Young Vinesh has won medals in six of her seven international tournaments since July 2014, and is one of India’s strongest medal bets this year.
Vinesh, who lost her father when she was 9-year-old was brought up by her uncle the acclaimed - Mahavir Singh Phogat, who is the father of champion wrestlers Geeta and Babita. Vinesh, like her cousins, grew up learning wrestling and her talent was soon recognized.
In 2013, she proved her mettle at the Asian Wrestling Championships and the Commonwealth Wrestling Championships where she won the 51kg bronze and silver medals respectively. At the Glasgow Commonwealth Games, Vinesh captured the gold medal in the women’s freestyle 48kg in her very first appearance at this event.
Today, Vinesh is one of the most acclaimed wrestling champions of the world and has defeated the 2014 World Championships silver medalist Iwona Matkowska en route to the gold medal. Vinesh became the first Indian woman wrestler to qualify for the Rio Olympics and was later joined by Sakshi Malik and her cousin Babita Kumari.
The spirited 21-year-old oozes confidence and has promised that she will settle for nothing less than a gold medal in Brazil, “I’m going to Rio thinking of the gold and nothing else.”
That's the spirit!
Dutee’s inspiration to become an athlete came from her elder sister – Saraswati Chand, who was an athlete. But being born in a poor family of weavers her journey from a nobody to a professional Indian sprinter and current national champion in women’s 100 meters’ event wasn’t easy.
Apart from struggling for the basic facilities such as running shoes to bigger challenges like being banned for an indefinite period from competing when she was 18, Dutee indeed had to defy several odds before making a mark for herself.
Dutee was dropped from the common wealth games contingent at the last minute and was banned for an indefinite period under the guidelines of the International Association of Athletics Federations (IAAF) that debar athletes with hyperandrogenism — excessive but naturally occurring testosterone — in the women's category. However, the young athlete wasn’t going to give up so easily. She won the right to compete again after a long legal battle at the Court of Arbitration for Sport.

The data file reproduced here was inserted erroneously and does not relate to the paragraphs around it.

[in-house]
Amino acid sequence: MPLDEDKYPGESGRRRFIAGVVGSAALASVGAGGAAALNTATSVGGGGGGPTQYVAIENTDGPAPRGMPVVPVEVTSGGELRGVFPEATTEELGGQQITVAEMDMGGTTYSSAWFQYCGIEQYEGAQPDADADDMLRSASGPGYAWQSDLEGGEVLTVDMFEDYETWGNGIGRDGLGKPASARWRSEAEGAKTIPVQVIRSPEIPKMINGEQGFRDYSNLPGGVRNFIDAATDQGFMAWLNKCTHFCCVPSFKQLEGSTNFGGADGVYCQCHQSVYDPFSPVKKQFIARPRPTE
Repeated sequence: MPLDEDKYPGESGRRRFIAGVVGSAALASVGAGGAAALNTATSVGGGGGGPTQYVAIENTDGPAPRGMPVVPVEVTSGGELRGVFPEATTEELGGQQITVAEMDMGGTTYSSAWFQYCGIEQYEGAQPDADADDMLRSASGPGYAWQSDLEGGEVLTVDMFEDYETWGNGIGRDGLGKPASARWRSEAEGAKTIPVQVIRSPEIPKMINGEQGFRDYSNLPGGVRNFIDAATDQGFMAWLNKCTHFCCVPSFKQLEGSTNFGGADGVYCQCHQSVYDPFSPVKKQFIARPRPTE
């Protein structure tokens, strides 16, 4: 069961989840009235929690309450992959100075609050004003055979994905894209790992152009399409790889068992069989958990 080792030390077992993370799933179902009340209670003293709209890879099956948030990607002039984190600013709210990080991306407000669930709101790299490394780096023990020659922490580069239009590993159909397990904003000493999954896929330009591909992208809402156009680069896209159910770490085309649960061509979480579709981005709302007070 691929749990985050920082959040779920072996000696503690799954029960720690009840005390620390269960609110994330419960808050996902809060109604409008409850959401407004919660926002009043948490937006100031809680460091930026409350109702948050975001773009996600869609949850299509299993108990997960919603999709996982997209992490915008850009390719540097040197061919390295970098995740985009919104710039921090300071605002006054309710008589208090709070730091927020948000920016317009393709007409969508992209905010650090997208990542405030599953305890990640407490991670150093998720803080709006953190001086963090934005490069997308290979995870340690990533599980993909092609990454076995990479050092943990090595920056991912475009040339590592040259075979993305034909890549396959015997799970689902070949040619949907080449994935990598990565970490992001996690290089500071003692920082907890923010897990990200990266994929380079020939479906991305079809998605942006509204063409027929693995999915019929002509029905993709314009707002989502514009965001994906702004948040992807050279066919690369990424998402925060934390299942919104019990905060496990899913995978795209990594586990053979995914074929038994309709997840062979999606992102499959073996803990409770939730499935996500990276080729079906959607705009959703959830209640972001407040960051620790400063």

And today, Dutee is the third Indian women to ever qualify for the Women's 100 metres event at the Summer Olympic Games, with PT Usha having qualified for the event in 1980 Summer Olympics.
Tintu Luka who hails from a small village in Kerala is coached by none other than PT Usha and is India’s best bet to clinch a gold at the Olympics.
Like any other non-cricketing athlete, Tintu too had her shares of ups and downs till the nation took notice of her. Her father is a mason in Saudi Arabia, who has struggled all his life to make ends meet and provide for his wife and three daughters. But despite the limited resources Tintu dared to dream big.
Tintu, who is gifted with speed came across her first big break in life when her uncle read an advertisement in a newspaper about Usha's school of Athletics. Her parents were enthusiastic sportsmen and enrolled her instantly. As a young athlete at Usha's school, Tintu soon outran all other girls and had to race the boys as she trained.
Tintu broke into the international scene when she was 17-year-old and won the gold in the 4x400m relay event at the 15th Doha Asian Games in 2006. She followed it up by winning the silver medal at the Asian Junior Athletic Championships held in Jakarta.
In 2010, Tintu broke the 15 year national 800m record held by Shiney Wilson at the Continental Cup in Croatia and since then she has won five medals in the 800m event at Asian Games and Asian Championships through the course of her career.
However, there have also been failures on her path as she failed to impress at the 2010 Commonwealth Games, which was held at Delhi, and the 2012 London Olympics.
But the 27-year-old athlete is not the kinds to let a few failures define her, Tintu is all set to play bold and hit the track with all her might and shine at Rio 2016 Olympic Games.
Whether they win or lose, these girls along with their passion and play bold attitude are packing a punch that deserves to be applauded.
A salute to all those athletes who made a bold choice!!!